Susan Madacsi • These drawings and sculptures are a conceptual body of work. They are about the relationship that man has with nature. It addresses the current social movement of the "green culture". Ideas that humanity will destroy itself if it continues on the present path of consumerism and power and that the nature of this wastefulness and greed will destroy the earth as well. This body of work implies that this is not the case. It's an unconventional idea. Humanity may or may not survive its current path. This does not really matter as far as planet is concerned. It will always be here and its existence does not hinge on the survival of mankind. Nature will always adapt to change. It is forever changing. Whether imposed on by the human race, or by other forces. It will be us who cannot adapt and survive if we over exceed our needs. Our resources are not nature's resources to survive; they are ours. We are like a yeast culture in a bottle. Once we expend our food and over populate our space we will neutralize ourselves. The natural state of the universe will continue on it's own path creating and working with whatever remains. Engulfing, absorbing and turning our leftovers into something else. We do not mater to the elements and to things without consciousness. They will continue to endure without the egos of men.

Troy Zaushny • Like white light, I think of white noise as having divine characteristics. It is often the sound of movement. In the context of one's spirituality, it may be the sound of movement toward a higher state of awareness. White noise is represented in some way in almost all of my works, often taking the form of explosions, spirals, comet trails, and most recently, tangled vines and branches. White noise can be at once both peaceful and overwhelming. It offers a bit of chaos that wears down the conscious mind, allowing something deeper to slip through.

Troy has just begun his second year as a resident of the Hygienic co-op.
He is currently developing a series of prints and paintings based on the natural world, and co-facilitating the weekly life drawing sessions here at the Hygienic.

Silvermine exhibits opening on Sunday

Silvermine Guild Art Center
1037 Silvermine Rd., New Canaan, (203) 966-9700
February/March Exhibits at Silvermine
Through Mar. 13, 2008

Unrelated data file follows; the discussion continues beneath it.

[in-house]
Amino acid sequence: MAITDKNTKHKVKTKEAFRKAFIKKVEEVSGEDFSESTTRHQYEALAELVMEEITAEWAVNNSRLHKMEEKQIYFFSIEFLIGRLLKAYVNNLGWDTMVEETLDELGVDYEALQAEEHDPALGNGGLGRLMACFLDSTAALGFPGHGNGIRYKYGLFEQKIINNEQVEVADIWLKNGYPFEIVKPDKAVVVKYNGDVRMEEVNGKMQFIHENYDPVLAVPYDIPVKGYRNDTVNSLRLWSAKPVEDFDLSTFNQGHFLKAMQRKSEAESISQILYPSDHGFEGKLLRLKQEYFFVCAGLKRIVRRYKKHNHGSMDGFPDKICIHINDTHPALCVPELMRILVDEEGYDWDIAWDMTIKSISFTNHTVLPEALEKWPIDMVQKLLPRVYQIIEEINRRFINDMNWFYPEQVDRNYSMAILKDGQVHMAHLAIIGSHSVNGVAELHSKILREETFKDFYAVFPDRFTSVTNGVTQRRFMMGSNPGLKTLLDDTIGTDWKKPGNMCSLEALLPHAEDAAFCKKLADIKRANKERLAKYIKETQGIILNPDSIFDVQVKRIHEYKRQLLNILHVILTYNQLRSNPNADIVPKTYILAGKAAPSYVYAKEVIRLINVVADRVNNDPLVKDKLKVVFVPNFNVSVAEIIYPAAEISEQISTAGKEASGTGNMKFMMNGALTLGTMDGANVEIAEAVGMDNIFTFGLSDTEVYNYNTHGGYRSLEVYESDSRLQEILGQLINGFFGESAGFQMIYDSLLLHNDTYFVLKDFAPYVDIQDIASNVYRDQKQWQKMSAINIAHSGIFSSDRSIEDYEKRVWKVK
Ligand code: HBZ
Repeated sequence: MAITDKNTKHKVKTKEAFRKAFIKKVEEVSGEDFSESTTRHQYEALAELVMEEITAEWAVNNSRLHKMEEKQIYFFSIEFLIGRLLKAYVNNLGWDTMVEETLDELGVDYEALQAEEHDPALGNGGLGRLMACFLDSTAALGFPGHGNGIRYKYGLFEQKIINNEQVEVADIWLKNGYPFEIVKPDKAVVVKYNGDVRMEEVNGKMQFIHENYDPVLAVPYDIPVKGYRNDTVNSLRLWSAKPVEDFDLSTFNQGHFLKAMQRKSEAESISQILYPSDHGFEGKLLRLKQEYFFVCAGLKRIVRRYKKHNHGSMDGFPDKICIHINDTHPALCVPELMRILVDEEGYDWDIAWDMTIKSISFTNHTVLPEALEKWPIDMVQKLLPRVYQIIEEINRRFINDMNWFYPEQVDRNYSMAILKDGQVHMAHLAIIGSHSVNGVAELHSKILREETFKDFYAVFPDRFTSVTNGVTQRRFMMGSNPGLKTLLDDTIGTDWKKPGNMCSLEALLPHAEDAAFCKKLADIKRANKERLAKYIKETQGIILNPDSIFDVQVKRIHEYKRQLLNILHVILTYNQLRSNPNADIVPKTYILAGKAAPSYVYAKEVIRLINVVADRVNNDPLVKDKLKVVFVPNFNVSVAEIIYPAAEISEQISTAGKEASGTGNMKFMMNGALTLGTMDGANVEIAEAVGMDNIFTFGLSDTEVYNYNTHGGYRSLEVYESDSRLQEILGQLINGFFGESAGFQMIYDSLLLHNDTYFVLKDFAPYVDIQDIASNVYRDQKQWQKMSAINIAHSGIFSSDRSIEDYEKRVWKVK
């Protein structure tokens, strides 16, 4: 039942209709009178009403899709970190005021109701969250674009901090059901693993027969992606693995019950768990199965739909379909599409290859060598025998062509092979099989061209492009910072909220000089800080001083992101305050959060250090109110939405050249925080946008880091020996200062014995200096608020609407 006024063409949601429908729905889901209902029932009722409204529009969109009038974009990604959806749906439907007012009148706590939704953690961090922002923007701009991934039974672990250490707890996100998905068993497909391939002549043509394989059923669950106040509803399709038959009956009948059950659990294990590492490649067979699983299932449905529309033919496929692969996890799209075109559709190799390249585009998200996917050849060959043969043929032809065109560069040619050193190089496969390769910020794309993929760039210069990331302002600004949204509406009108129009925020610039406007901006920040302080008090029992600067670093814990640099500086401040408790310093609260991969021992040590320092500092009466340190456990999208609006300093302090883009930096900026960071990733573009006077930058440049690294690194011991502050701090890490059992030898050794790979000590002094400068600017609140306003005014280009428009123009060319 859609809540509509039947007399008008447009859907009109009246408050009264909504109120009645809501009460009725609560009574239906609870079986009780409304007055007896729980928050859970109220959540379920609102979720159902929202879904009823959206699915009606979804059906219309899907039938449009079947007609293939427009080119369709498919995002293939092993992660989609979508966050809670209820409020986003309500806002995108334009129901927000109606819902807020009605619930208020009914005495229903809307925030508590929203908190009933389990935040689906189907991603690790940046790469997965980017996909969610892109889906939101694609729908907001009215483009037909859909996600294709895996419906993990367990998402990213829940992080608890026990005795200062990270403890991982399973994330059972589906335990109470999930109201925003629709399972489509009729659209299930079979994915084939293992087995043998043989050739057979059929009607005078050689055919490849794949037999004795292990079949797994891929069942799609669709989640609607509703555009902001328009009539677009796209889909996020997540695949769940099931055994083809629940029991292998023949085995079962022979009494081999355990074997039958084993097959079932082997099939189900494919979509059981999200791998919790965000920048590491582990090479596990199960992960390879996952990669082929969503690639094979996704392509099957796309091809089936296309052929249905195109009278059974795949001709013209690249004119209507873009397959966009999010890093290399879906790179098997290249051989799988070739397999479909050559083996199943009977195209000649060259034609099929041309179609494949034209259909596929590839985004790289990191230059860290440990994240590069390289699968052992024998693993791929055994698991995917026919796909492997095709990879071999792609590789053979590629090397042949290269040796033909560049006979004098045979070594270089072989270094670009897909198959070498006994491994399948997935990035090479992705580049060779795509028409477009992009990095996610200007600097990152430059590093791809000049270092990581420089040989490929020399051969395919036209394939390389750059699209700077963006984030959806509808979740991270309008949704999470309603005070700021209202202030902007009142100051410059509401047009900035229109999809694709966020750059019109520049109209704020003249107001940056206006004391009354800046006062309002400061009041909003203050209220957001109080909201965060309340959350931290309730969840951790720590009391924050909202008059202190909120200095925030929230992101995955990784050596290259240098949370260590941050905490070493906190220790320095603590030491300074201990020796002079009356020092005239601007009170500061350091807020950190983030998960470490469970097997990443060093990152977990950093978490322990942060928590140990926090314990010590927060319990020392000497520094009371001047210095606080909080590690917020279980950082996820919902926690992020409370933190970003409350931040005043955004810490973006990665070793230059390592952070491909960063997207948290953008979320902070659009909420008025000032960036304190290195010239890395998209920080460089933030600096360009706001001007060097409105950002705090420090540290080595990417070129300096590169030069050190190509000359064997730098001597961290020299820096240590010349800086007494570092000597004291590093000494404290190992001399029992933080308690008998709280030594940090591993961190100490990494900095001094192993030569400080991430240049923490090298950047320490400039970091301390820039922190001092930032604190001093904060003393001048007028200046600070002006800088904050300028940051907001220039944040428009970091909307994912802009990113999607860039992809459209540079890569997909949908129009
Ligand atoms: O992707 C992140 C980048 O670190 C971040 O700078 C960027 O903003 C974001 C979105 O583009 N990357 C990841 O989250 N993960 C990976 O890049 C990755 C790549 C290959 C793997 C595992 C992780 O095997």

Opening reception: Sun., Feb. 22, 2—4 p.m.

Press release

Three new and exciting exhibits will be opening at the Silvermine Guild Arts Center, located in New Canaan, on Feb. 13, with each artist presenting their own particular perspective on the elements of nature and the environment. A collaborative exhibition will showcase the photographic works by Robert and Shana ParkeHarrison demonstrating the relationship between humans, technology and nature; Director's Choice, Ann Conrad's new collection of works will take a closer look at a fundamental landscape, water; and a juried Guild Group Show reflects upon contemporary issues of aging, war and the environment. All are welcome to the opening reception to be held at the Silvermine Galleries on Sun., Feb. 22 from 2 p.m to 4 p.m. The exhibits run through March 13.

The ParkeHarrisons have been collaborating for years in creating artistic photographs. Their work has been displayed in 18 solo exhibitions and over 30 group shows presented worldwide in places such as Japan, Canada, and Italy as well as throughout the United States. They also lecture extensively on art and human influences on the environment. Robert and Shana most recently had their New York City premier exhibit at the Jack Shainman Gallery, and now making their Connecticut debut with their exhibit at the Silvermine Guild Arts Center.

Rich colors and surrealistic imagery merge to reveal the poetic roots of the photographic works on display in this collaborative exhibition of selected works. By means of these images, the ParkeHarrisons remind us of our effect on nature, whether it is marks we leave on the earth or the destruction of entire landscapes for materialistic purposes. As in their earlier works, they continue to pursue, with the same absorbing psychological and sensory effect, the unpromising relationship linking humans, technology and nature. Their works reference a world we recognize and we think we know, but exist outside time and place. Strange scenes of combining forces and overabundance portray Nature unleashed by technology and the human hand.